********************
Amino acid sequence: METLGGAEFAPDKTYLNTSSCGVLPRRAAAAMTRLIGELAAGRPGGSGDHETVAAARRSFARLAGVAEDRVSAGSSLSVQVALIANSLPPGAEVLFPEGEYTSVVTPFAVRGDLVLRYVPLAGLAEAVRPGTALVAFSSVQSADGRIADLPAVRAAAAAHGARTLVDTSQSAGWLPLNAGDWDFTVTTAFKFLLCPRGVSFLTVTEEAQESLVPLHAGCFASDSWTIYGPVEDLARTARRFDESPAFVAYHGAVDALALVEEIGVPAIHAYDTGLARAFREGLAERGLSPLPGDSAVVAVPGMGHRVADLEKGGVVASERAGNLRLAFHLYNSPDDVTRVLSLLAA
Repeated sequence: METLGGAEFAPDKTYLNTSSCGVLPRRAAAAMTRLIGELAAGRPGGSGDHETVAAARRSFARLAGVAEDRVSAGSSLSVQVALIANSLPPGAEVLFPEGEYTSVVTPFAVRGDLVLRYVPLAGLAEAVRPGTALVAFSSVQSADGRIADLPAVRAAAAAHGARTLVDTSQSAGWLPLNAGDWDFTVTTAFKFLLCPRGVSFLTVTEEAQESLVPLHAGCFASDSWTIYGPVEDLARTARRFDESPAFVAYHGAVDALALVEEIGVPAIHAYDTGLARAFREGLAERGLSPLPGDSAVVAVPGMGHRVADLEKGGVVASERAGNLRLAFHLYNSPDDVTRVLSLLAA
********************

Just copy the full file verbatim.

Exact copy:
Amino acid sequence: METLGGAEFAPDKTYLNTSSCGVLPRRAAAAMTRLIGELAAGRPGGSGDHETVAAARRSFARLAGVAEDRVSAGSSLSVQVALIANSLPPGAEVLFPEGEYTSVVTPFAVRGDLVLRYVPLAGLAEAVRPGTALVAFSSVQSADGRIADLPAVRAAAAAHGARTLVDTSQSAGWLPLNAGDWDFTVTTAFKFLLCPRGVSFLTVTEEAQESLVPLHAGCFASDSWTIYGPVEDLARTARRFDESPAFVAYHGAVDALALVEEIGVPAIHAYDTGLARAFREGLAERGLSPLPGDSAVVAVPGMGHRVADLEKGGVVASERAGNLRLAFHLYNSPDDVTRVLSLLAA
Repeated sequence: METLGGAEFAPDKTYLNTSSCGVLPRRAAAAMTRLIGELAAGRPGGSGDHETVAAARRSFARLAGVAEDRVSAGSSLSVQVALIANSLPPGAEVLFPEGEYTSVVTPFAVRGDLVLRYVPLAGLAEAVRPGTALVAFSSVQSADGRIADLPAVRAAAAAHGARTLVDTSQSAGWLPLNAGDWDFTVTTAFKFLLCPRGVSFLTVTEEAQESLVPLHAGCFASDSWTIYGPVEDLARTARRFDESPAFVAYHGAVDALALVEEIGVPAIHAYDTGLARAFREGLAERGLSPLPGDSAVVAVPGMGHRVADLEKGGVVASERAGNLRLAFHLYNSPDDVTRVLSLLAA